How to Build Your Network for Referrals at Scale

By Dan Swift

Networking can be defined as “the exchange of information or services among individuals, groups, or institutions; specifically: the cultivation of productive relationships for employment or business” (Merriam-Webster).

LinkedIn is the world’s largest professional network, with almost 550 million members at the writing of this article. This presents an unprecedented opportunity to exchange services, cultivate relationships and secure referrals at scale.

First step: Build your network.

Connect with every single person every single day with whom you have a meaningful business interaction.

Say you have a meeting with a business owner. If two of his employees join the meeting and the meeting was arranging by his administrative assistant, that is a total of 4 people at the meeting in addition to yourself. Connect with all of them. You will be amazed at who knows who. Maybe the administrative assistant who arranged the meeting is married to a local business owner with whom you have been trying to get a meeting. Nurture the relationship and then ask for an introduction.

Connecting on LinkedIn with the people with whom you have a meaningful business interaction on the same day you meet them is more important than you might think. Why? You are still fresh in their minds. I’m sure your meeting was positive. But that business owner and her colleagues will have many more meetings that week. If you connect two weeks later—or even two days later—a lot will have happened in that person’s life, both personally and professionally. Connect while you are still fresh in her mind.

I shared best practices around sharing content on LinkedIn in my previous article, How Business Bankers Use Linkedin. By connecting on the same day, it gets your content into that person’s feed on LinkedIn immediately. This keeps you front of mind with the business owner and increases the opportunity of your content impacting her decision in favor of you and your bank.

By connecting on the same day, you increase the opportunity for immediate warm introduction opportunities into that business owner’s network—and there is a high probability she is well connected in the community.

Do not try to connect with business owners on LinkedIn before you have had a meaningful business interaction. You have not shown any value yet. You have not earned the right. Some may accept your connection requests but many will feel it is too salesy and invasive. Do not let an aggressive approach establish your brand negatively with those business owners.

When you do connect with people, customize your connection request. Thank them for taking the time to meet with you and say how much you are looking forward to helping them achieve their goals.

Next: Acknowledge professional and personal milestones.

Do this for every single person in your network.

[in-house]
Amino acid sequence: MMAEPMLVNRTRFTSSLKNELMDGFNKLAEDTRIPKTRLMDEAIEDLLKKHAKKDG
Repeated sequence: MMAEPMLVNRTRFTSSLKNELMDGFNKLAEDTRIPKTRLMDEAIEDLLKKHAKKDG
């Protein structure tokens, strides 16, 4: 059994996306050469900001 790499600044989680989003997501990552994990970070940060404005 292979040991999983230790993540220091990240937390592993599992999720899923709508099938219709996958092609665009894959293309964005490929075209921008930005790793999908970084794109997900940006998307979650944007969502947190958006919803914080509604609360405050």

LinkedIn provides alerts for key life events: birthdays, work anniversaries, promotions, and job changes. Leverage them. The business owner might not be ready to start a business relationship with you yet. But by acknowledging moments that matter to her, you stay front of mind and demonstrate that you are more than just a banker. You are a human being who cares.

Do not be lazy and just hit the quick response options provided by LinkedIn. Everyone does that. Slow down and take 2 minutes to expand the Congrats to a custom note. Perhaps: “Congrats on the expanded role at [X company]. Super excited for you and so well deserved. Look forward to hearing all about it when we next meet.” It’s a more engaging and professional.

This approach differentiates you from the majority of LinkedIn users who take the easy and lazy option. It elevates you in the mind of that business owner.

Contribute content to educate and inform your network every single day.

We talked about this in my previous article.

Remember to like, comment, or share the business owners’ content when it appears in your feed. You should not like absolutely everything. That would be creepy. Be selective.

When you comment on it, do not just write, “Great article.” Perhaps try “Love what you and [Company X] are doing to support the local community and our schools. It means so much to many of us here in [Location]. Thank you!” It is more meaningful to that person and demonstrates that you have taken the time to read the content and form an opinion.

Final thoughts.

Connect immediately with every single person in your bank… today. Customize your connection requests. Just because they work at your bank and they are fellow employees, it does not mean they know you or necessarily want you in their network. Be human. Introduce yourself and explain how you are only a message away if you can ever help them with anything. But do not just say it. If someone reaches out for help or you see that they might benefit from your assistance or guidance, be proactive. Remember, networking is the exchange of information or services among individuals, and the cultivation of productive relationships.

Dan Swift is CEO of Empire Selling, the digital selling methodology helping sellers and companies survive and thrive in an increasingly digital world. Previously, he was a member of the senior leadership team at LinkedIn. There he launched LinkedIn Sales Navigator for Financial Services, Insurance and Banking, and created the LinkedIn profile optimization program Resume to Reputation. In 2015, Onalytica Research named Dan as one of the leading social selling influencers globally. Email: dan.swift@empireselling.com.  (347) 613-5796. LinkedIn

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